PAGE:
With this post, we conclude our four-part series on mortgage forbearance and COVID, pulling from recent Federal Reserve data.
In our first three posts, we looked at who entered mortgage forbearance and the impact forbearance had on cash flow and credit. In this regard, last week’s post was a deep dive on how small business owners have used mortgage forbearance to stabilize personal finances in the wake of the economic downturn created by the pandemic.
Today, we look at the long-term profiles of those who entered forbearance: who is leaving, who is staying and how these decisions are impacting credit scores, in particular.
As a refresher, the CARES Act allowed for a six-month forbearance, with additional extensions that could last an additional 12 months.
Overall, nearly 13 percent of U.S. mortgage holders entered forbearance for at least one month during the past year. Of those who entered, a little more than a third still in forbearance as of March, 2021.
As you can see from the chart below, about a third of homeowners entered forbearance for one or two months. Looking to the right of the chart, 12 percent of those who entered forbearance have taken advantage of the maximum possible forbearance of 11-12 months.
The orange segment of the bars above show those borrowers who were in forbearance for that number of months, but have since prepaid their mortgage balanceeither by selling or refinancing. Clearly, many homeowners were able to exit forbearance by selling their homes, with both demand and home prices at all-time highs.
FORBEARANCE AND LOWER-INCOME BORROWERS
In our first post, we looked at forbearance levels by income group. We take another look in the chart below, where you’ll see several things:
- 16 percent of those borrowers in the lowest-income quartile entered forbearance, 5 percentage points more than the highest-income quartile.
- Regardless of income level, about a third of all homeowners who entered, remain in forbearance a year later.
Not surprisingly, those mortgage holders with the lowest credit scores entered into forbearance at a significantly higher rate than those with higher scores. In fact, we see below nearly 30 percent of those in the lowest credit-rating group entered forbearance, a rate nearly three-times greater than those with the highest credit scores.
CREDIT SCORES IMPROVED WITH FORBEARANCE
Overall, mortgage forbearance helped to improve credit scores for nearly all borrowers.
As we see below, those who took forbearance enjoyed a 14 point improvement in their credit score over the past year, compared to a 7 point increase for those who did not enter into forbearance. This 14 point improvement reflects the fact that, while they were not making payments, their credit score showed continued payments for credit scoring purposes and account history. Worth noting, and not shown visually in this report, is that those borrowers in the lowest end of the credit score groupings (620-) realized a 57-point improvement in their credit score. Again, this reflects the fact that their credit reports show continued payments during forbearance.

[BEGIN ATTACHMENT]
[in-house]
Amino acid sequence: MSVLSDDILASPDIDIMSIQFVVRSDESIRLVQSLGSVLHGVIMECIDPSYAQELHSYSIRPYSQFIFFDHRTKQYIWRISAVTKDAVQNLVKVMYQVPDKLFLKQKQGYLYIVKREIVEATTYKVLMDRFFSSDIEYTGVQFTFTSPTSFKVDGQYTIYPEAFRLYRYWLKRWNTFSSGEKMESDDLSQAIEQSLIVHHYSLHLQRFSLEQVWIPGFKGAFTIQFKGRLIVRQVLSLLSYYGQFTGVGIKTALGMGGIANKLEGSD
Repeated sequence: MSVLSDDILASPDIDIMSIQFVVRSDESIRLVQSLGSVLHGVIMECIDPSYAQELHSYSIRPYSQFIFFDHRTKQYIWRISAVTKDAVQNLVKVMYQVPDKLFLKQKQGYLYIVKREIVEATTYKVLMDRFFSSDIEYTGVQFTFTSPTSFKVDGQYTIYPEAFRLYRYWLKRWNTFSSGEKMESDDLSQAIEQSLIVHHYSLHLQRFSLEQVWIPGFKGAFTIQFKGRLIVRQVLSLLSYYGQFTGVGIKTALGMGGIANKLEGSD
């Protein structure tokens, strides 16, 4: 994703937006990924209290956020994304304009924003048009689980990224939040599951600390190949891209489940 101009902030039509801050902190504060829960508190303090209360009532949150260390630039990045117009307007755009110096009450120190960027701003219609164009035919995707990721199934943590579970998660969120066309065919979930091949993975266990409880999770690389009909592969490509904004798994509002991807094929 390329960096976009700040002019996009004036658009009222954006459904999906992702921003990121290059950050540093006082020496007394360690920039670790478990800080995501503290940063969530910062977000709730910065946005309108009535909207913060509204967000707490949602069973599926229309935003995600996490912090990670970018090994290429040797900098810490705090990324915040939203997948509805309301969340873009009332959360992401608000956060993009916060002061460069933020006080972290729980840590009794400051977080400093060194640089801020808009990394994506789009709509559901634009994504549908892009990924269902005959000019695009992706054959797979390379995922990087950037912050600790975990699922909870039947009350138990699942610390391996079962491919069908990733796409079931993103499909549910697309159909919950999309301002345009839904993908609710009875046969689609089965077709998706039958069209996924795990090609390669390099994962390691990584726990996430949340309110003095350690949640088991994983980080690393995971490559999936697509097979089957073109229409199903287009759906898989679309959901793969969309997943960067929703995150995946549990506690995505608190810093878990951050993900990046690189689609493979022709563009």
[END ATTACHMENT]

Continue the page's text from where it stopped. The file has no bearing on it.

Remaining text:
There’s no question that the mortgage forbearance aspects of the CARES Act proved a valuable lifeline for many Americans, especially those at the lowest rungs of the socioeconomic ladder. For example, as we saw in the previous section, those with the lowest credit ratings enjoyed a 57-point improvement in their score over the past year.
But as forbearance programs come to an end, many Americans will face the possibility of delinquency as they struggle to meet their obligations. According to the Federal Reserve, over 70 percent of borrowers in forbearance were not making payments as of March, 2021. Without the support of forbearance, this group of non-payers could translate to 2.9 percent rate of mortgage delinquency in a worse-case scenario. That’s dramatically higher than the current delinquency rate of 0.9 percent, and the pre-pandemic rate of 1.3 percent. But still well below the rate of 6.0 percent, 90+ days delinquent seen in the period following the Great Recession.
To learn more about Recovery Decision Science contact:
Kacey Rask : VicePresident, Portfolio Servicing
Kacey.email@example.com / 513.489.8877, ext. 261